Cardiff School of Education and Social Policy Research Group and Seminar Programme 2022-2023
All sessions Teams, 1-2pm
If you are based outside of the CSESP and are interested in attending one of our research seminars, please email: email@example.com
Nick Young & Kieran Hodgkin
Student perceptions and experiences of the transition to university in Wales during COVID-19
|This session will explore student perceptions and experiences of the transition to university during the COVID-19 pandemic in Wales. Using evidence from a recent research project, we will be reflecting on our current practices and providing recommendations for schools, colleges, and universities.|
Dr Jo Aubrey
"I could’ve been out playing!": Engaging children as participants in qualitative research
Jo will present some of her experiences of involving children as participants in qualitative research both in the UK and internationally; this will include some reflections on historical context, ethical and safeguarding considerations, and will conclude with a case study of some of her most recent research with children from the Gypsy and Traveller community in North Wales.
Gemma Mitchell, Dr Joann Warner and Dr Mirain Rhys
Educator Well-being: a phenomenon in Welsh education culture?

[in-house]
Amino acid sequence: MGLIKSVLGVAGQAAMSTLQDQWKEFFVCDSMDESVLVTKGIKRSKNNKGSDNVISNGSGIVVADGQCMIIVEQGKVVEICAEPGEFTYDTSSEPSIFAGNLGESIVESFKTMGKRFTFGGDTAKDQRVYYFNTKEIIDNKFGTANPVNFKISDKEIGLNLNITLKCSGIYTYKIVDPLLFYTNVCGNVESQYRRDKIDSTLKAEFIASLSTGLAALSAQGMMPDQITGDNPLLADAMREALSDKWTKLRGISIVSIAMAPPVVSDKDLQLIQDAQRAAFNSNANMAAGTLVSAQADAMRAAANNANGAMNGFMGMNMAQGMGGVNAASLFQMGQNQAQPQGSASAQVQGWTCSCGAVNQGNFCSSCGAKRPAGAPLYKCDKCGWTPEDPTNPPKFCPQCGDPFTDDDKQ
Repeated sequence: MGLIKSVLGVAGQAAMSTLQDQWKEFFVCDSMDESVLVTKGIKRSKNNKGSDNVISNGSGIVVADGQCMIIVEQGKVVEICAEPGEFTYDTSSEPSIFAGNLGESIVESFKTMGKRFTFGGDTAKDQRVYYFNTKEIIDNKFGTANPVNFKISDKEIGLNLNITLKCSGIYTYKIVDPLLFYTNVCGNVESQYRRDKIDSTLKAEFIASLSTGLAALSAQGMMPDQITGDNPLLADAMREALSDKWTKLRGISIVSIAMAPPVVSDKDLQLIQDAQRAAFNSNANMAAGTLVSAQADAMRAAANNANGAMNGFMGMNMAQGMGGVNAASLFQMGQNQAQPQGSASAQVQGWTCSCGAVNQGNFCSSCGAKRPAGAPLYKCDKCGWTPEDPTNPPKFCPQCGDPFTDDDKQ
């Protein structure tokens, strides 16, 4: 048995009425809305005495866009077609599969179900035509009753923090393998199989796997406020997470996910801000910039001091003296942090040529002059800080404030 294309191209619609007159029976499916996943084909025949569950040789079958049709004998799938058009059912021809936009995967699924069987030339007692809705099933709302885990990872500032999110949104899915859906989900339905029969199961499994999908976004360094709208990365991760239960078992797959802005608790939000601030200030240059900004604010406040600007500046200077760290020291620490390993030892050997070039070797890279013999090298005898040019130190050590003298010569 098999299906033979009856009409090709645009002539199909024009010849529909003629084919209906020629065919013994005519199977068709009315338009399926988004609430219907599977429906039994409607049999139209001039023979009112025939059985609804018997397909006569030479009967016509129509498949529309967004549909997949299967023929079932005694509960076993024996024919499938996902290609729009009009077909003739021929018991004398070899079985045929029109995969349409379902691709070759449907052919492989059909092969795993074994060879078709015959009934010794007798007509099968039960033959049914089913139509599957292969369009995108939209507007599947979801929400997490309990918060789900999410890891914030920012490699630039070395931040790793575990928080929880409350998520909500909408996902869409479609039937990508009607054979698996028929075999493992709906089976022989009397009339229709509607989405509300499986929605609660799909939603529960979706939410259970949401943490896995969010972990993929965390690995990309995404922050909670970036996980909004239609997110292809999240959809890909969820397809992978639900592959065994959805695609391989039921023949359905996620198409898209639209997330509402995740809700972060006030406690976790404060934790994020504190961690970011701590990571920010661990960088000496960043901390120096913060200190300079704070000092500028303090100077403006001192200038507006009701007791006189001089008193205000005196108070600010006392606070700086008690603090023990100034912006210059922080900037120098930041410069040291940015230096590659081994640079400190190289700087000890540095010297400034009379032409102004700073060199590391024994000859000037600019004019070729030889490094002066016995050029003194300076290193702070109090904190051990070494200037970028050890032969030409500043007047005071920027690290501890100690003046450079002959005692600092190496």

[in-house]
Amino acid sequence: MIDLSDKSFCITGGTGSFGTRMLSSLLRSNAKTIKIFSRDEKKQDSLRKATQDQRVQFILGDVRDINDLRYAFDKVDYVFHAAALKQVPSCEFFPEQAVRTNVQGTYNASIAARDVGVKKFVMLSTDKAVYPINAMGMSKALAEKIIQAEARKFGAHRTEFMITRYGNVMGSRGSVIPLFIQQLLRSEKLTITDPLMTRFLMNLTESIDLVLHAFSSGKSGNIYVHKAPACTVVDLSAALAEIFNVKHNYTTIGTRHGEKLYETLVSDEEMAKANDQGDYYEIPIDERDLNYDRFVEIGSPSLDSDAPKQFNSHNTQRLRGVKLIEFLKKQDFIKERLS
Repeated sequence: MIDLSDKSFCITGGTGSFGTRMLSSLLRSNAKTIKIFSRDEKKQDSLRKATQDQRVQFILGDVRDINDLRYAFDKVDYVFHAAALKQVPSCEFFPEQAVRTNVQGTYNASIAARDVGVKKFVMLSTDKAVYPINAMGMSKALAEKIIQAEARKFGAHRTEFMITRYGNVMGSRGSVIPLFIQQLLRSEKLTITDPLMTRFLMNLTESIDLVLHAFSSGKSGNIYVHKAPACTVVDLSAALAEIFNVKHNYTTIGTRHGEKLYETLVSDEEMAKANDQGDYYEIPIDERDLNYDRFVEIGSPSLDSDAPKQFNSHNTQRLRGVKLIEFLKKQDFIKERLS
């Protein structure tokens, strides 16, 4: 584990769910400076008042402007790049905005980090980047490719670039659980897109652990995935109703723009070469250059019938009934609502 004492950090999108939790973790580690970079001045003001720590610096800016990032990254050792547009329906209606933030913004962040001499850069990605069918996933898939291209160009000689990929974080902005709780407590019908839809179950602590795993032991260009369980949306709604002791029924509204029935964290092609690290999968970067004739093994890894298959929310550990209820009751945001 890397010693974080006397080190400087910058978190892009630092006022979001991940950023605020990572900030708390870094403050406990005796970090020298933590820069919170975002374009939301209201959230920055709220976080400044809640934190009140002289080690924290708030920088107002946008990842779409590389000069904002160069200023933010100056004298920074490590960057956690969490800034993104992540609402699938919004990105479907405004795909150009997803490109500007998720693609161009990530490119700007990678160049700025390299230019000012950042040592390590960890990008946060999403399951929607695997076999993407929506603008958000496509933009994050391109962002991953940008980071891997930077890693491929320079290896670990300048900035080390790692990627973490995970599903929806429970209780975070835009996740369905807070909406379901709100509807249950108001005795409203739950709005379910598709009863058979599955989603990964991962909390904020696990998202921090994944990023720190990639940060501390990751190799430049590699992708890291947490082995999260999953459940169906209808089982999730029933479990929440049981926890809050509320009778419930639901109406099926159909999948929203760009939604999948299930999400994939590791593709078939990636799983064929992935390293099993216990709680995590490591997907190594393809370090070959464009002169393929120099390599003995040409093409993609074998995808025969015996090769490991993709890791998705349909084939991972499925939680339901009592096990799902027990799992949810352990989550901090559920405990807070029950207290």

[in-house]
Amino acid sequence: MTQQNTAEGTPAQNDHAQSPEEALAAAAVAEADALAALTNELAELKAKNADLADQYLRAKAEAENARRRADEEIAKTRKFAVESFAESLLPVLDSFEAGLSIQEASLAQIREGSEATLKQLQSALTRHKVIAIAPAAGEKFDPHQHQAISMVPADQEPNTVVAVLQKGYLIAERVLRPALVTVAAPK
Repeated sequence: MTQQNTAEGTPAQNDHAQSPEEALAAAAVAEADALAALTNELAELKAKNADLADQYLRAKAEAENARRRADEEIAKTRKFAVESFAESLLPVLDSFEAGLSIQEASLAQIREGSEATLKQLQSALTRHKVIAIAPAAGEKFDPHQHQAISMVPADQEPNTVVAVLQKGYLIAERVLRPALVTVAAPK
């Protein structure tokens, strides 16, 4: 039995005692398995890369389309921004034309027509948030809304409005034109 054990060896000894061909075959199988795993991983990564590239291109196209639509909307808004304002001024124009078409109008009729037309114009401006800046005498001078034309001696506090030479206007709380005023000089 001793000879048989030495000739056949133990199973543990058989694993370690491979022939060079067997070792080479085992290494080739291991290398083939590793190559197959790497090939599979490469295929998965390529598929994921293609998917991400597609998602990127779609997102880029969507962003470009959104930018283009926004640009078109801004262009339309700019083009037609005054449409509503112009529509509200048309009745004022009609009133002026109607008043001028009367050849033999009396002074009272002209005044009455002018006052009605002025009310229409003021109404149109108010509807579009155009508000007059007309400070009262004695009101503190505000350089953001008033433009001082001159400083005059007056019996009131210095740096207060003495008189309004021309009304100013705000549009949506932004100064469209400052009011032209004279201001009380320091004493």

Join Gemma, Mirain and Joann as they define the highs, and lows, of their research journey when exploring the well-being needs of educators in Wales during a time of transformational reform. This session will draw upon evidence derived from two data sets pertaining to two separate funded projects; (i) Welsh Government: Leadership for Teacher Well-being Resources, and, (ii) Learned Society of Wales: Professional Learning Allied Network for Well-being of Teachers (PLANWT). This session aims to encourage critical discourse about the systems, approaches and rhetoric that surrounds the promotion of well-being concepts and provision in Education.
Dr Nick Taylor-Collins
‘The taming shrew: Agnes in Maggie O’Farrell’s Hamnet as (early) modern husbander’
|||Whilst attention has already turned to Hamnet’s affiliation with and debt to Shakespeare’s tragedy, Hamlet (O’Neill, 2020), another play, The Taming of the Shrew (1594), now merits an intertextual reckoning to help understand the protagonist Agnes. Shrew’s Katherina is headstrong and animalistic, like O’Farrell’s Agnes. Katherina’s successor—Maria—from John Fletcher’s Shrew sequel, The Woman’s Prize (1611), offers another significant staging post for Agnes. Maria fully overcomes any ambiguity about wife–husband relations in Shakespeare’s play, asserting the deft and conquering power of a shrewish woman.|
Boosted by O’Farrell’s declared intertextual influences from other early modern texts covering botany and falconry, it becomes clear that O’Farrell does not merely update an early modern tragedy in Hamnet through twenty-first century emotions of grief and guilt, but more concretely organises her narrative around early modern husbandry—just as Shakespeare did in Shrew. In this chapter, I argue that through this intertextual engagement, Hamnet becomes a novel recasting womanhood as typically ‘masculine’ proactive manipulation of nature, rather than the narrative of a meek wife set to inherit her husband’s second-best bed. Hamnet, too, becomes a sequel to Shrew.